‘As cycling’s popularity has increased, there has been a cultural shift away from fun and experiences towards a macho world of speed and Strava’ – so claims Tom Marriage of the Guardian.
The entire article saddened me almost as much as this supposed ‘cultural shift’ saddened the author.
I’m writing as I feel the article does a gross disservice to what I think is a uniquely beautiful past time. Cycling’s appeal is so broad, the low cost, the health & environmental benefits, the adventure, the suffering, the freedom, the competition, the solitude, the community, the coffee, the history & romance – the list goes on but ultimately it is about you and your bike.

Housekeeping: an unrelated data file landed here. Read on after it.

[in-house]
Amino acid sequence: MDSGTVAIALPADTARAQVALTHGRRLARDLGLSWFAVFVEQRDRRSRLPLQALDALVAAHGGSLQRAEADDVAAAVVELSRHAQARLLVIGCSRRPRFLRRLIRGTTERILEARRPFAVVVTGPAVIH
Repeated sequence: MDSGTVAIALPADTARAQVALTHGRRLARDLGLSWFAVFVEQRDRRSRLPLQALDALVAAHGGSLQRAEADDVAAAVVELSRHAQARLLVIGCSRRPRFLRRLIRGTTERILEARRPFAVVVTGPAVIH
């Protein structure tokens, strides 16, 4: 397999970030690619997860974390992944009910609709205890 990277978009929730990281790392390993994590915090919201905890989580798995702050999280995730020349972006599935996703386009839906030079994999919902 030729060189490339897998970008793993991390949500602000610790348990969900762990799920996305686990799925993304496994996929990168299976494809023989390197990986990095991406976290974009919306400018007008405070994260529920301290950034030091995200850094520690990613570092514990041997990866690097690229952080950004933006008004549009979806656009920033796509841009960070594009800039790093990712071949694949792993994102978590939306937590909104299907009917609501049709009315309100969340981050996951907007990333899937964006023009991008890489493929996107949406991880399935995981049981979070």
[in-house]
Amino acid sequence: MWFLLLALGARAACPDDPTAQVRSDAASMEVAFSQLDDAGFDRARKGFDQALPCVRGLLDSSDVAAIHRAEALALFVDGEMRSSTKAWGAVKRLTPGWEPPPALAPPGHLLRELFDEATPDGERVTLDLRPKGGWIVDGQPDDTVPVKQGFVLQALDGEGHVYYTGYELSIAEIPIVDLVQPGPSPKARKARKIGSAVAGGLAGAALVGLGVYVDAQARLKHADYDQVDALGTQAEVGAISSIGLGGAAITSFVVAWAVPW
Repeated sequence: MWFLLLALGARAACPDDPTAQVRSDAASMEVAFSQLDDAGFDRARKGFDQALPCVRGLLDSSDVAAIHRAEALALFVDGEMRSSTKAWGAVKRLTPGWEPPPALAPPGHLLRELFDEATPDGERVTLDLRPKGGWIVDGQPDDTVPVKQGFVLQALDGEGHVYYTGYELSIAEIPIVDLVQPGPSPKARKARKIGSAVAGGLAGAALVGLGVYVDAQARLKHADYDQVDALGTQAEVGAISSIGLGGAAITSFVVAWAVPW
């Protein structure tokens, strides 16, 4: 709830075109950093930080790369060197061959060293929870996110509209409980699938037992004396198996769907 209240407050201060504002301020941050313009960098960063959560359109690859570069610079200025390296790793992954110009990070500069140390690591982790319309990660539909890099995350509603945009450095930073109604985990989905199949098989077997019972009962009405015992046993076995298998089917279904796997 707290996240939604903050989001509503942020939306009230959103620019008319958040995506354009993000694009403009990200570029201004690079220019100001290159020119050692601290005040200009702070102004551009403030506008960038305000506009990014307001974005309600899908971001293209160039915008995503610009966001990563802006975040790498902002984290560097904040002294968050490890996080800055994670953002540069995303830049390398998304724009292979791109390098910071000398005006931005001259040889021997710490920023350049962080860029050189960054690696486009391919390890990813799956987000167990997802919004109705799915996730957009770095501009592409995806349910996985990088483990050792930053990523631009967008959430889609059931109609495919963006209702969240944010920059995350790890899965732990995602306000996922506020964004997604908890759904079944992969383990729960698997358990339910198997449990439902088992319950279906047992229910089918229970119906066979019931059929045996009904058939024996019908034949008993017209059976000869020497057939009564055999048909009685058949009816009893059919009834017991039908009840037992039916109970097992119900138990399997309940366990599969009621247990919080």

Red light jumpers, aggressive drivers, dopers, people who don’t wave back in the lanes, Alan Sugar on his Pinarello, yes they’re all things that could put me off or irritate me but it’s life – and with cycling it’s irrelevant – it’s about me and my bike.
Mr Marriage goes on to say ‘A couple of things have spoilt it for me’….One is, I hope, temporary: having children.’
Why he chose to include this paragraph is beyond me – it is at best superfluous. He then goes on to say there has been a shift in cycling culture ‘mostly for the better’ – (to which he devotes a paragraph) but ‘the other side of cycling seems to have been ruined’. Deep breath…
‘It was a world of peculiar achievement, of anoraks and curly cheese sandwiches eaten on forgotten B-road laybys. It was a world of Sheldon Brown, and tales of Sustrans cycle paths.’